The basketball program also high-jacked the administration's long-term thinking, slowly forcing them to plan everything around our prize-winning sports teams, leading to that awful sports-school mentality where atheletes could do such things as take payments from alumni, steal cars, commit assault and rape and get away with it all.

This is what I see to be the long-term legacy of these 80's nostalgia comics... a narrowing of focus at the major companies, a slow bleed of money away from new books into a giant "let's buy us an expensive 80's nostalgia license" fund, a winnowing of new and/or experimental work, and the top-selling comics talent being able to commit assault and get away with it.   Just watch out for me and Rick Remender when our My Little Pony book goes because we are going to Fuck Some Shit Up!


I'm constantly accused of being too negative on Retailers and I think this is a bum rap... there are GREAT Retailers out there.  My comic store owner Paul Grimshaw of House of Secrets Comics is one of them.  The greatest thing about Paul is that he tries New and Different books.  One of the books which has been selling really well for him recently is a new book called "Y the Last Man" by Brian K. Vaughn and Pia Guerra.  The book tells story of a mysterious wave of death which sweeps the world kill every man except Yorrick, the Eponymous Y the Last Man of the title. The book is consistantly interesting and has a great premise behind it.  I push it on all non-comics-reading people who care to hear about it. Why? Because it has NO pervert-suited power fantasy losers punching each other through walls for one thing and because it's told in a CLEAR and EASY TO UNDERSTAND fashion for another.

So what's the #1 complaint I hear from other (probably jealous) creators and ill-bred Retailers?  "The art is boring."  Duh... that's what this industry needs: art that the Average Person can understand for once instead of being so flashy that it obscures the story it's trying to tell. I'll take Martin Scorcese over Michael Bay ANY DAY.  Unfortunately in comics, it's generally the other way around. There's a reason that The Interman sold to a movie company for close to a Million dollars... because the guys at the movie company could READ IT AND UNDERSTAND IT. 

Here are the icv2.com American Pre-Order Sales Numbers for Y-- these do NOT include re-orders which were so high on this book that DC sold out of the book, nor do they include foreign orders nor trade paperback sales which are high and climbing.  This book is the next "Preacher," mark my words.

Y THE LAST MAN #1 was #134 and sold 14,275
Y THE LAST MAN #2 was #168 and sold 11,797
Y THE LAST MAN #3 was #147 and sold 13,308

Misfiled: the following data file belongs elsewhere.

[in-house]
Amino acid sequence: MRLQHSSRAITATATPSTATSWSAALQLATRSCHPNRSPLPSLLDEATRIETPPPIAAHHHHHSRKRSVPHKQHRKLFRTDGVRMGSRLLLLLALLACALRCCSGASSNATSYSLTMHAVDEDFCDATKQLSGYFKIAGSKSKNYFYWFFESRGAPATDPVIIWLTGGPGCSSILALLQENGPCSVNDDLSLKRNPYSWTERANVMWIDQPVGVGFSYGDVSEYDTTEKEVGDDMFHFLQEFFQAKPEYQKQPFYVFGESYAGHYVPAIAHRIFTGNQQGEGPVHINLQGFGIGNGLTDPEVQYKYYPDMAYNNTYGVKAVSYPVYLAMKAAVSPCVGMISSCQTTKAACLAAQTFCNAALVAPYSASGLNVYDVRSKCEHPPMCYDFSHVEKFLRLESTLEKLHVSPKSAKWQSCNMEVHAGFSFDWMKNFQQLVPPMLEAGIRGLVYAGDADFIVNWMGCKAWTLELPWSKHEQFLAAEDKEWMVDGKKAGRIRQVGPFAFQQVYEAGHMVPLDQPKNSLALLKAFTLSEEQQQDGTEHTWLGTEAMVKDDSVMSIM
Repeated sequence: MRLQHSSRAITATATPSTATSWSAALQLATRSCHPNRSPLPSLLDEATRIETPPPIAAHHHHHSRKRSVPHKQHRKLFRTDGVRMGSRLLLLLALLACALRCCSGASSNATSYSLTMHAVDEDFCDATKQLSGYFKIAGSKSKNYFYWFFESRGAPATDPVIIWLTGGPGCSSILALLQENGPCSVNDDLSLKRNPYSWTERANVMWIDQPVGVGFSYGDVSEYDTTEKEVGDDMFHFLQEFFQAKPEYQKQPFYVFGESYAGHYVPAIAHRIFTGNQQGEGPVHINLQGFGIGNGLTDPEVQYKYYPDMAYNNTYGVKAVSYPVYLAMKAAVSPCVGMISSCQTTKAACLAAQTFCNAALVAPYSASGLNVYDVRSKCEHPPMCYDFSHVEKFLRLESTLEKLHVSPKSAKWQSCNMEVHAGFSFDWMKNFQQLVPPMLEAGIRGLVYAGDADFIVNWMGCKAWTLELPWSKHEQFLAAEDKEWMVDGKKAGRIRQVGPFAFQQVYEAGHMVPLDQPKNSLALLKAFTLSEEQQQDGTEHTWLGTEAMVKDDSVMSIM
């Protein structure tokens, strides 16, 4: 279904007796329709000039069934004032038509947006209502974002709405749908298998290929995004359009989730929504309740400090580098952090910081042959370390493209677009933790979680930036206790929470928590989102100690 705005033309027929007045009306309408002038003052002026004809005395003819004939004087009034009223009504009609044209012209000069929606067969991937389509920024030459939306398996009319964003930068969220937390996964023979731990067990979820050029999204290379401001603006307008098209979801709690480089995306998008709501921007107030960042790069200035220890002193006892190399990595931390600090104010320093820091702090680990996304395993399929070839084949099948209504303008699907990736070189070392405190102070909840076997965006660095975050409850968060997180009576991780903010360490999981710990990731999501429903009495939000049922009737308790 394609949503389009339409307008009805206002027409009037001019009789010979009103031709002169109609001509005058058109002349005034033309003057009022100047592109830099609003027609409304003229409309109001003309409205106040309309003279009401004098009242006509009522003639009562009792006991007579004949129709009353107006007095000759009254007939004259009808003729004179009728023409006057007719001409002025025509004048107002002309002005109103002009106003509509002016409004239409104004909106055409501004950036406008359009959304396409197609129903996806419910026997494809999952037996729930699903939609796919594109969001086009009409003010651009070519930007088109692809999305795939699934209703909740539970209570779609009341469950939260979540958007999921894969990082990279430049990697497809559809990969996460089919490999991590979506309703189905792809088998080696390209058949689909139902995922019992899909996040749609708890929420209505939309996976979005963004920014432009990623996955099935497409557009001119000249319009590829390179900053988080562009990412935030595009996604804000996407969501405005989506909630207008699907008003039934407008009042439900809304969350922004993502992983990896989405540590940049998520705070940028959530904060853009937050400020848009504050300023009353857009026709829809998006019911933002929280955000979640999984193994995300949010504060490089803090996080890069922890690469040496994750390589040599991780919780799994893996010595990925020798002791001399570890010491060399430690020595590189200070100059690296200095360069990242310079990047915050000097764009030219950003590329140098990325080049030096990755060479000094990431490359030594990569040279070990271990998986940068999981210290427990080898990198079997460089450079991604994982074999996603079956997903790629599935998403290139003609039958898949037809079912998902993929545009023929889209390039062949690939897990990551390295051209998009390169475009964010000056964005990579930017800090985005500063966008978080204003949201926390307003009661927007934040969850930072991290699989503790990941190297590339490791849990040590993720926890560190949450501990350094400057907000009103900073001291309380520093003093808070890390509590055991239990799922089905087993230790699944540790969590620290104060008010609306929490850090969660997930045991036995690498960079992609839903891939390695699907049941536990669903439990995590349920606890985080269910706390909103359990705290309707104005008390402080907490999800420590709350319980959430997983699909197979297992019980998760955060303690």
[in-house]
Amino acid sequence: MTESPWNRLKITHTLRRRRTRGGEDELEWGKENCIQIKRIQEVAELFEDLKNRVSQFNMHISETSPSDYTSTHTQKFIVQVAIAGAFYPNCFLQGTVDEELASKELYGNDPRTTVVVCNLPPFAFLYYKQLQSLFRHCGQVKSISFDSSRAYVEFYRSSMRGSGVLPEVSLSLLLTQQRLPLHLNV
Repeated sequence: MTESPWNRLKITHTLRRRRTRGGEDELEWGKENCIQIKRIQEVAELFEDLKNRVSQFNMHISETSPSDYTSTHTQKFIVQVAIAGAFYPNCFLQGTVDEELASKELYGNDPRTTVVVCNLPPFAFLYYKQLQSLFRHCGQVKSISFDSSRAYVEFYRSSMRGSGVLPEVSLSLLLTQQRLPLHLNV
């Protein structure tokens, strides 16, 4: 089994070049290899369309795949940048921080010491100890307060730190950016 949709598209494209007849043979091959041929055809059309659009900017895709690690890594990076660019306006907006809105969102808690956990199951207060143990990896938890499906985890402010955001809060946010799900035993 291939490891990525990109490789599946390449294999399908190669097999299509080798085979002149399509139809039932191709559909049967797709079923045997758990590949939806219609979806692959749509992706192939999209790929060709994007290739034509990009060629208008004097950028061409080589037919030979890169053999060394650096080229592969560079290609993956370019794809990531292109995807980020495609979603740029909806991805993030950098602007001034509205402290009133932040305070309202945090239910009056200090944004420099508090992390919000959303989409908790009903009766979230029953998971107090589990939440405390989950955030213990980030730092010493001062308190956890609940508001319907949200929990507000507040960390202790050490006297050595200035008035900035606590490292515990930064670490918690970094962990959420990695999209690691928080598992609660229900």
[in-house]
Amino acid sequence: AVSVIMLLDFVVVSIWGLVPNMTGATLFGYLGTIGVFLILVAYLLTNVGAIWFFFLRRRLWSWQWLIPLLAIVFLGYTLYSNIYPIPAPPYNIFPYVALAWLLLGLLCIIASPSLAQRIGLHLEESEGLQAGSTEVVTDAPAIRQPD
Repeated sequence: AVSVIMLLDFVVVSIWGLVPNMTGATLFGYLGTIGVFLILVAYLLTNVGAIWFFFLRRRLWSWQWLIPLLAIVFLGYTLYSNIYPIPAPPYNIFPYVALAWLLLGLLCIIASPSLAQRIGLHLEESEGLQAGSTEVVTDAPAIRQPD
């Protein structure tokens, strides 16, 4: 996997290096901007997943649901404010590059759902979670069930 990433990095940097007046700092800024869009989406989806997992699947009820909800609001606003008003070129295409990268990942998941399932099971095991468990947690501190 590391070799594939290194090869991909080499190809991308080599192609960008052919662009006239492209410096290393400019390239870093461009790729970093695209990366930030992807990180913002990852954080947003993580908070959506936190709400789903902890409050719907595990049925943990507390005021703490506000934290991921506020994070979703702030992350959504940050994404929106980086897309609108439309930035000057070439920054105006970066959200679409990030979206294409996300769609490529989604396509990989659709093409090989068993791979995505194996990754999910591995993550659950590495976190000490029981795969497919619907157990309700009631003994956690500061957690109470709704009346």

Y THE LAST MAN #4 was #123 and sold 14,517
Y THE LAST MAN #5 was #124 and sold 17,207
Y THE LAST MAN #6 was #124 and sold 17,207
Y THE LAST MAN #7 was #091 and sold 20,719
Y THE LAST MAN #8 was #084 and sold 21,779
Y THE LAST MAN #9 was #092 and sold 22,835


The numbers above for Y The Last Man came from somewhere.  There's a website naned www.icv2.com.  If you go there near the end of every month, you can find out how many copies every comic book on the market sold that month.  From this list you can figure out who's on top, who's Hot and who's Not.

Except when you can't.

See, the numbers from ICV2 are total bullshit. It's their best-guess estimates of what all the books sold divined from looking at the numbers that Marvel Comics reports and then divining from tea leaves and alternative math what the numbers for the rest of the books on the list SHOULD be, compared to the Marvel numbers and their relative places on the charts.

The ICV2.com numbers reflect ONLY pre-ordered comics from North America.  They DO NOT include foreign orders, NOR do they include RE-ORDERS.  Those final numbers aren't known for a few months and sometimes WEEKS after the icv2 numbers are released. So, in the case of most DC Comics books, these numbers can be off as much as 30%, drastically skewing the sales charts and making Marvel seem much more dominant than they really are.

Here's what happens: Marvel refuses to "overprint" their comics.  What does this mean?   Well, it means that Marvel will only print as many copies of The Rawhide Kid as they have pre-orders for.  Your local comic book store pre-orders all of their books through Diamond's PREVIEWS Catalog.  What's this mean?  Store owners get a HUGE 400 page catalog each month and then have to plow through it, hoping that they don't miss something they think their customers would like to buy.  Some stores actually allow their patrons to fill out a list stating everything that they want to get that month, and then turn it in, making the store's job main order pretty easy to do.

The problem comes into play when these store owners get to the Marvel Comics section. Because Marvel refuses to overprint their comics this forces store owners to pre-order lots of extra copies of Marvel's books... after all, if they sell out, there's no way for them to order MORE. Now, because a store owner only has so much money on hand to pre-order books with, in order to order EXTRA Marvel Comics, they have to CUT somewhere else. Generally they cut Advance Orders on DC Comics... because DC overprints every book they publish. The store owners know that if a DC book sells out they can always order more later, so they put in a medium-sized order on DC titles in order to spend extra money on the non-reorderable Marvel Comics.